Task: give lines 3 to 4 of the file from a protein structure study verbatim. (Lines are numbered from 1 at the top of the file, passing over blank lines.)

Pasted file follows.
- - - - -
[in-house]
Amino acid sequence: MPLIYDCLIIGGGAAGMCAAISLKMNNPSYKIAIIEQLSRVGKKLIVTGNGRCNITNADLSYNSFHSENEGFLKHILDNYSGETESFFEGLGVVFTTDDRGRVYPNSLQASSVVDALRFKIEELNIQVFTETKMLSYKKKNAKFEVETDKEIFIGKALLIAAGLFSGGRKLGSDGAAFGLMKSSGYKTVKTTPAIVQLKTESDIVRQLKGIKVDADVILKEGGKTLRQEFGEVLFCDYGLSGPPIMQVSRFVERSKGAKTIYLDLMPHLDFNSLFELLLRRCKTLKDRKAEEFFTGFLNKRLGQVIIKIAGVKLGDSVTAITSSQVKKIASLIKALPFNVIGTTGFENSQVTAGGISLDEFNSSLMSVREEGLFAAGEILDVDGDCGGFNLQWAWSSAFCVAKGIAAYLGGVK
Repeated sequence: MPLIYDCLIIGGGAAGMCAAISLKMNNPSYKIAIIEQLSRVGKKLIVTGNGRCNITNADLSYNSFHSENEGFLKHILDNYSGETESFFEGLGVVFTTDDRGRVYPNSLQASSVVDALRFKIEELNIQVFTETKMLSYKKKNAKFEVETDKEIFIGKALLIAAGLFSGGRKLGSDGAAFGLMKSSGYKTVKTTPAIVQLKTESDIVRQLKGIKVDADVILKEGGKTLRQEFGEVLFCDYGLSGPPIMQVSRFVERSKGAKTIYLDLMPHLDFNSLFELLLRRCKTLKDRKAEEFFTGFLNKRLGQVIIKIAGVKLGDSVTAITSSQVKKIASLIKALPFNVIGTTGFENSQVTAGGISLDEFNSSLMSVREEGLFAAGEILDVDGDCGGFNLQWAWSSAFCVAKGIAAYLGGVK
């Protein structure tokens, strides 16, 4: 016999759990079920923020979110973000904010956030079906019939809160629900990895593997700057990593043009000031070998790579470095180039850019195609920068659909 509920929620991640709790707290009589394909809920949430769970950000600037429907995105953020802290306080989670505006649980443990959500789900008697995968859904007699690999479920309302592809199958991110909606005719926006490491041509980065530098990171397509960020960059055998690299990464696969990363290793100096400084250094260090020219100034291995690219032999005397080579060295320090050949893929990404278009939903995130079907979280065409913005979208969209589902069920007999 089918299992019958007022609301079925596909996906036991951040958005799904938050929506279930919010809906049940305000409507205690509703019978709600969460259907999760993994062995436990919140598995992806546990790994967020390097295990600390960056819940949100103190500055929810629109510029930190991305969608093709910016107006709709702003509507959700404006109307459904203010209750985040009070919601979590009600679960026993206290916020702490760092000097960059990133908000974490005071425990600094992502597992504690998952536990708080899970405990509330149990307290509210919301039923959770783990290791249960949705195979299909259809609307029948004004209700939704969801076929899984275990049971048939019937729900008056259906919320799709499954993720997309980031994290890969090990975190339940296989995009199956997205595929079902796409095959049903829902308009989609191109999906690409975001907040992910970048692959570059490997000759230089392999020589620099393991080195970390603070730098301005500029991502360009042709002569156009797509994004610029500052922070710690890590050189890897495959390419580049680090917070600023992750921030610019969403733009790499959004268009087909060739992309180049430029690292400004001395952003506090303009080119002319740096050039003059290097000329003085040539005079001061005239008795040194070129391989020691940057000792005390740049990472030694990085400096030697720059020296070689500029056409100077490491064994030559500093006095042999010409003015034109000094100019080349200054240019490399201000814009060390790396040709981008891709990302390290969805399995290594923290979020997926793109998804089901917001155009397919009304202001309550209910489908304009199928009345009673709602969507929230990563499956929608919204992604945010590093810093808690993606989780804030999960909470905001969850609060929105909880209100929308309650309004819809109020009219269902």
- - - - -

Repeated sequence: MPLIYDCLIIGGGAAGMCAAISLKMNNPSYKIAIIEQLSRVGKKLIVTGNGRCNITNADLSYNSFHSENEGFLKHILDNYSGETESFFEGLGVVFTTDDRGRVYPNSLQASSVVDALRFKIEELNIQVFTETKMLSYKKKNAKFEVETDKEIFIGKALLIAAGLFSGGRKLGSDGAAFGLMKSSGYKTVKTTPAIVQLKTESDIVRQLKGIKVDADVILKEGGKTLRQEFGEVLFCDYGLSGPPIMQVSRFVERSKGAKTIYLDLMPHLDFNSLFELLLRRCKTLKDRKAEEFFTGFLNKRLGQVIIKIAGVKLGDSVTAITSSQVKKIASLIKALPFNVIGTTGFENSQVTAGGISLDEFNSSLMSVREEGLFAAGEILDVDGDCGGFNLQWAWSSAFCVAKGIAAYLGGVK
């Protein structure tokens, strides 16, 4: 016999759990079920923020979110973000904010956030079906019939809160629900990895593997700057990593043009000031070998790579470095180039850019195609920068659909 509920929620991640709790707290009589394909809920949430769970950000600037429907995105953020802290306080989670505006649980443990959500789900008697995968859904007699690999479920309302592809199958991110909606005719926006490491041509980065530098990171397509960020960059055998690299990464696969990363290793100096400084250094260090020219100034291995690219032999005397080579060295320090050949893929990404278009939903995130079907979280065409913005979208969209589902069920007999 089918299992019958007022609301079925596909996906036991951040958005799904938050929506279930919010809906049940305000409507205690509703019978709600969460259907999760993994062995436990919140598995992806546990790994967020390097295990600390960056819940949100103190500055929810629109510029930190991305969608093709910016107006709709702003509507959700404006109307459904203010209750985040009070919601979590009600679960026993206290916020702490760092000097960059990133908000974490005071425990600094992502597992504690998952536990708080899970405990509330149990307290509210919301039923959770783990290791249960949705195979299909259809609307029948004004209700939704969801076929899984275990049971048939019937729900008056259906919320799709499954993720997309980031994290890969090990975190339940296989995009199956997205595929079902796409095959049903829902308009989609191109999906690409975001907040992910970048692959570059490997000759230089392999020589620099393991080195970390603070730098301005500029991502360009042709002569156009797509994004610029500052922070710690890590050189890897495959390419580049680090917070600023992750921030610019969403733009790499959004268009087909060739992309180049430029690292400004001395952003506090303009080119002319740096050039003059290097000329003085040539005079001061005239008795040194070129391989020691940057000792005390740049990472030694990085400096030697720059020296070689500029056409100077490491064994030559500093006095042999010409003015034109000094100019080349200054240019490399201000814009060390790396040709981008891709990302390290969805399995290594923290979020997926793109998804089901917001155009397919009304202001309550209910489908304009199928009345009673709602969507929230990563499956929608919204992604945010590093810093808690993606989780804030999960909470905001969850609060929105909880209100929308309650309004819809109020009219269902």